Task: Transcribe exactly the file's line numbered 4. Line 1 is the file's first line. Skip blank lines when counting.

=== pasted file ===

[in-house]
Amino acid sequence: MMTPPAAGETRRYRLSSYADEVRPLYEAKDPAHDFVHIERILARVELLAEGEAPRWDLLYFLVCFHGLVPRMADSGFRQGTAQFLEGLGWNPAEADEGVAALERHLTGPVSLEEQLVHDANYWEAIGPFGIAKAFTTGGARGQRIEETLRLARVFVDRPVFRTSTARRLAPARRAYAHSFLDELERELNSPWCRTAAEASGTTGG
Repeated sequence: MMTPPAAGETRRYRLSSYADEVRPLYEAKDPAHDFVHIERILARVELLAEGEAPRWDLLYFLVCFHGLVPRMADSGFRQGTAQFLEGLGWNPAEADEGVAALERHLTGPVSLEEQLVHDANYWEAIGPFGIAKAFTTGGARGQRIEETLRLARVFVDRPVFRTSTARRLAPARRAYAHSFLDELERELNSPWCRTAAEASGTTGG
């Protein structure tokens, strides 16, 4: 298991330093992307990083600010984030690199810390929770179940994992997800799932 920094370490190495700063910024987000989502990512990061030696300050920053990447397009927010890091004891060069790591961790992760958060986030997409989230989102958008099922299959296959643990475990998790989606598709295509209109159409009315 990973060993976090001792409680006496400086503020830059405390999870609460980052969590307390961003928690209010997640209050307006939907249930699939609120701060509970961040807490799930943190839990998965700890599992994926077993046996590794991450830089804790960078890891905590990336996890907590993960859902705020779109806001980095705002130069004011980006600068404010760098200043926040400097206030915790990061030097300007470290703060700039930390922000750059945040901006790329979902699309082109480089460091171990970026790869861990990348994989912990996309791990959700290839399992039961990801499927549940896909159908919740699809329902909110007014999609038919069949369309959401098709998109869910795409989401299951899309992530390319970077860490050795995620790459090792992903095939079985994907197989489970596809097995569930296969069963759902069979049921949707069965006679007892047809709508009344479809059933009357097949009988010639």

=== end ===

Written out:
């Protein structure tokens, strides 16, 4: 298991330093992307990083600010984030690199810390929770179940994992997800799932 920094370490190495700063910024987000989502990512990061030696300050920053990447397009927010890091004891060069790591961790992760958060986030997409989230989102958008099922299959296959643990475990998790989606598709295509209109159409009315 990973060993976090001792409680006496400086503020830059405390999870609460980052969590307390961003928690209010997640209050307006939907249930699939609120701060509970961040807490799930943190839990998965700890599992994926077993046996590794991450830089804790960078890891905590990336996890907590993960859902705020779109806001980095705002130069004011980006600068404010760098200043926040400097206030915790990061030097300007470290703060700039930390922000750059945040901006790329979902699309082109480089460091171990970026790869861990990348994989912990996309791990959700290839399992039961990801499927549940896909159908919740699809329902909110007014999609038919069949369309959401098709998109869910795409989401299951899309992530390319970077860490050795995620790459090792992903095939079985994907197989489970596809097995569930296969069963759902069979049921949707069965006679007892047809709508009344479809059933009357097949009988010639």